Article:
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Boehringer lung cancer drug shows survival benefit

pharmafile | June 3, 2014 | News story | Sales and Marketing ASCO, Boehringer, NSCLC, afatinib, giotrif, lung cancer 

A new analysis of two late-stage trials shows that Boehringer drug Giotrif extends overall survival in a large proportion of non-small cell lung cancer (NSCLC) patients.

Participants with commonly observed cell receptor mutations lived around three months longer when treated immediately after diagnosis with Giotrif (afatanib) compared to standard chemotherapy.

However, a more specific group of patients who displayed the exon 19 deletion mutation, and constituted about half of those studied, lived for up to 11 months longer on Giotrif – a death risk reduction of more than 40 per cent.

“This has never been shown before in this group of patients,” says lead researcher James Yang of the National Taiwan University Hospital, adding that he and his team do not yet know why these participants responded so well to the treatment.

The new analysis was presented at this year’s American Society of Clinical Oncologists (ASCO) meeting in Chicago, the world’s top cancer research event.

Giotrif is already approved in a number of territories, including the US and Europe for the treatment of NSCLC. The drug has previously been found to extend progression-free survival – the amount of time that a therapy keeps its target disease in check.

Displaying an improvement in overall survival, however, is a major achievement in cancer research. But lung cancer specialist and ASCO associate Greg Masters preaches caution over the new analysis.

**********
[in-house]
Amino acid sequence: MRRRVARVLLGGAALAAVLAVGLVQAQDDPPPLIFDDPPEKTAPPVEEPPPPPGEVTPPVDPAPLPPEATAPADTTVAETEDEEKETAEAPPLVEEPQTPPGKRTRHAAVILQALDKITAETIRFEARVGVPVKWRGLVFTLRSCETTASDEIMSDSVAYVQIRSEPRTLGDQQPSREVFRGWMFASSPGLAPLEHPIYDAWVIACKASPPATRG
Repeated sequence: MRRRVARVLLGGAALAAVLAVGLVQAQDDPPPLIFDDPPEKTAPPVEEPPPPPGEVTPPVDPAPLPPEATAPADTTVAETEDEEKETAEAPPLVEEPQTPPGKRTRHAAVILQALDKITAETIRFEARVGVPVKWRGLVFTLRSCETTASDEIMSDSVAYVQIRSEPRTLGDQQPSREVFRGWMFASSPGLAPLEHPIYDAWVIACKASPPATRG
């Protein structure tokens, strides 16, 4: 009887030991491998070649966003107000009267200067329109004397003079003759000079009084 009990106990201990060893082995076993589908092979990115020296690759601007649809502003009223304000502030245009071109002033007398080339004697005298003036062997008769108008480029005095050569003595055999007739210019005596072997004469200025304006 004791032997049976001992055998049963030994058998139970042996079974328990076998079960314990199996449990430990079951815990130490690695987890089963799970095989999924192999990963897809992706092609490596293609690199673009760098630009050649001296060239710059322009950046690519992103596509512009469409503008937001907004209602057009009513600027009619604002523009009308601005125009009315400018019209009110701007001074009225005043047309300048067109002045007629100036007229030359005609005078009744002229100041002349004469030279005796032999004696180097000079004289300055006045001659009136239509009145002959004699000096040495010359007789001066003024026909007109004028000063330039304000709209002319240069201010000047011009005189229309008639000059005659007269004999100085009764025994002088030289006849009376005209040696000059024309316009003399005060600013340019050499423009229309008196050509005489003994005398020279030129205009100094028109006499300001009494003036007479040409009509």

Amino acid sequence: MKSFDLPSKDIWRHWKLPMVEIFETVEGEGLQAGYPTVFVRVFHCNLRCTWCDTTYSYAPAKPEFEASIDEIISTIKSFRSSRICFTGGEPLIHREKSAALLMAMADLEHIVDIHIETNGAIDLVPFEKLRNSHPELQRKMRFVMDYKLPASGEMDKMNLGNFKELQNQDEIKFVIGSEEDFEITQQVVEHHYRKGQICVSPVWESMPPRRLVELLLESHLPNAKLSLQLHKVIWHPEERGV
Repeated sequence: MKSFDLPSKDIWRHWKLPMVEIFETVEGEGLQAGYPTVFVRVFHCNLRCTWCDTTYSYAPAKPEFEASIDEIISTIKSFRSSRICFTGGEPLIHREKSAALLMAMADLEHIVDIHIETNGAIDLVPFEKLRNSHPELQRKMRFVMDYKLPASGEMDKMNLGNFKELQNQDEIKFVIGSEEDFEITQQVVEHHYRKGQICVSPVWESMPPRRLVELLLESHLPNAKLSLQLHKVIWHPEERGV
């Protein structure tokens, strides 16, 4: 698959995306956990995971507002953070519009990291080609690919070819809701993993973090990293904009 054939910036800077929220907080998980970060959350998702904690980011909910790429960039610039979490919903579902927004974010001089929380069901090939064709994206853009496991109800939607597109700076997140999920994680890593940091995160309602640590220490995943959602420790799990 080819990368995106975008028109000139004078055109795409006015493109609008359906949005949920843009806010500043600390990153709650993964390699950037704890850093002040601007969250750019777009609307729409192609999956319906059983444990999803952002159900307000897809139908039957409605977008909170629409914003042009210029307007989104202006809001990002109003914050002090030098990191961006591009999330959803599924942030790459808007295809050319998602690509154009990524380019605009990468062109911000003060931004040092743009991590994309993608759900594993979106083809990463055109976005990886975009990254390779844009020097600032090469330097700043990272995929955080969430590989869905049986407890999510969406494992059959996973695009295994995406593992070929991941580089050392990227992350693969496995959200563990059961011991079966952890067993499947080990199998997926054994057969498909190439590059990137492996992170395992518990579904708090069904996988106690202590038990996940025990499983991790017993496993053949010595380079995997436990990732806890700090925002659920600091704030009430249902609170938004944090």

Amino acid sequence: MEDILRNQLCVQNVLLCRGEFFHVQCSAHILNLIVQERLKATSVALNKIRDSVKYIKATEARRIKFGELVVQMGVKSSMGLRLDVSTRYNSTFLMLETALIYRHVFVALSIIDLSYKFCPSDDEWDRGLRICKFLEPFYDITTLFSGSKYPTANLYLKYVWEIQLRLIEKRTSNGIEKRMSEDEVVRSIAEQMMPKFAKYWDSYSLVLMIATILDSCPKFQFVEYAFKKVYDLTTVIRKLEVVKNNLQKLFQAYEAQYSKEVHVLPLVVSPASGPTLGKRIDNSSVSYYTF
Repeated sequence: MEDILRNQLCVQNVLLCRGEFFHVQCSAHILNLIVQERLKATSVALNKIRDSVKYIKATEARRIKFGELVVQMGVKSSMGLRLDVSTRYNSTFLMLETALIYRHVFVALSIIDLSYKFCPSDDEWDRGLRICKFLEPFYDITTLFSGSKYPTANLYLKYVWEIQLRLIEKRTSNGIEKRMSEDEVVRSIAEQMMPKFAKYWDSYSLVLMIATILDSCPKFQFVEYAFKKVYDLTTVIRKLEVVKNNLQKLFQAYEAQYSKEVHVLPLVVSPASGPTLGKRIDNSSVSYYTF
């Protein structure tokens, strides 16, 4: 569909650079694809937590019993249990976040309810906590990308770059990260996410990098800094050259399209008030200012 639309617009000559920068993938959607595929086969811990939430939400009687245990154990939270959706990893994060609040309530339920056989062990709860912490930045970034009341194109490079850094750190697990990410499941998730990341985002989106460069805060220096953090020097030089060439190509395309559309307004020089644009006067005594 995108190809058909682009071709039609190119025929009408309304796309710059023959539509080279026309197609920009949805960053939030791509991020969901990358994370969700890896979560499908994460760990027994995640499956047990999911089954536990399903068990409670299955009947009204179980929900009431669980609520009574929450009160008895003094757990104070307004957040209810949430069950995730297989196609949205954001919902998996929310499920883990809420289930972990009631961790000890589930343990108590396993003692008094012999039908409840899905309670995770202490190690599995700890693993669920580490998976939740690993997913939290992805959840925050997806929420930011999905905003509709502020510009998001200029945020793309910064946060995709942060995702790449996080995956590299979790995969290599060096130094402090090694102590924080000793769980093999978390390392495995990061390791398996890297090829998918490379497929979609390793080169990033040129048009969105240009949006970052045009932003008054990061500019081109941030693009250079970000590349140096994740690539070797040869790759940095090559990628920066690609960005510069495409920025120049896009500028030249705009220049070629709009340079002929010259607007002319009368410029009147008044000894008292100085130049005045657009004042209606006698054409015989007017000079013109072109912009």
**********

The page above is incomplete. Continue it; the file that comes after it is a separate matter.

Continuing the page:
He suggests the data are promising but draws attention to Giotrif’s side effects profile, of which diarrhoea is a particularly prominent factor.

“[Giotrif] is going to have a place in the treatment landscape because, as we do better in defining our targets, it is one of the drugs that has produced some positive data,” he tells Pharmafile.

“But whether that translates clinically into a significant improvement for patients, especially with the potential for more toxicity is something we have to weigh up. I think it’s a little bit early to say whether it will bring a huge advantage over what we have now.”

Nevertheless, an improvement in overall survival in this particular subgroup of patients may give the drug an edge over competitors. Other established drugs used in a similar, first-line NSCLC setting include Tarceva (erlotinib, Roche) and Iressa (gefitinib, AstraZeneca).

Giotrif became Boehringer’s first ever approved cancer drug last year when it won over regulators in the US and Europe. Analysts at BioMedTracker predict it will hit peak annual sales of $1.8 billion by 2018.

Boehringer Ingelheim covered Pharmafocus’s travel and accommodation costs for ASCO 2014.

Hugh McCafferty

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